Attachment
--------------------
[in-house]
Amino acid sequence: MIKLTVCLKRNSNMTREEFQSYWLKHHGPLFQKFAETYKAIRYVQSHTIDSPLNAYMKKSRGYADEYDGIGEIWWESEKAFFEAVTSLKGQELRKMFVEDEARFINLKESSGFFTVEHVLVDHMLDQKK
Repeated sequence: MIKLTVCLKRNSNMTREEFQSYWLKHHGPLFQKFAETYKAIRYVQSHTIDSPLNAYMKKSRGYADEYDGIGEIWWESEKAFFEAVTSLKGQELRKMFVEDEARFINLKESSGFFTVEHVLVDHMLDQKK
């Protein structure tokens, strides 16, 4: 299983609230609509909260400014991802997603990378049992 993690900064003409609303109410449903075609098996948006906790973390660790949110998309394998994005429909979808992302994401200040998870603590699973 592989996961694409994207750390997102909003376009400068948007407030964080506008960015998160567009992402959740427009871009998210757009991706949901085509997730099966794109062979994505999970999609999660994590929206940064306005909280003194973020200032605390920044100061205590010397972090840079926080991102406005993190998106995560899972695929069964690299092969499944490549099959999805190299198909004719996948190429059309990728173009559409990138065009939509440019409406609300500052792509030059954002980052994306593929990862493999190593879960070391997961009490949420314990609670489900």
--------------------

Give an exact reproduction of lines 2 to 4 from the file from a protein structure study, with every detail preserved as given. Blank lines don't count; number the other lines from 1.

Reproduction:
Amino acid sequence: MIKLTVCLKRNSNMTREEFQSYWLKHHGPLFQKFAETYKAIRYVQSHTIDSPLNAYMKKSRGYADEYDGIGEIWWESEKAFFEAVTSLKGQELRKMFVEDEARFINLKESSGFFTVEHVLVDHMLDQKK
Repeated sequence: MIKLTVCLKRNSNMTREEFQSYWLKHHGPLFQKFAETYKAIRYVQSHTIDSPLNAYMKKSRGYADEYDGIGEIWWESEKAFFEAVTSLKGQELRKMFVEDEARFINLKESSGFFTVEHVLVDHMLDQKK
């Protein structure tokens, strides 16, 4: 299983609230609509909260400014991802997603990378049992 993690900064003409609303109410449903075609098996948006906790973390660790949110998309394998994005429909979808992302994401200040998870603590699973 592989996961694409994207750390997102909003376009400068948007407030964080506008960015998160567009992402959740427009871009998210757009991706949901085509997730099966794109062979994505999970999609999660994590929206940064306005909280003194973020200032605390920044100061205590010397972090840079926080991102406005993190998106995560899972695929069964690299092969499944490549099959999805190299198909004719996948190429059309990728173009559409990138065009939509440019409406609300500052792509030059954002980052994306593929990862493999190593879960070391997961009490949420314990609670489900």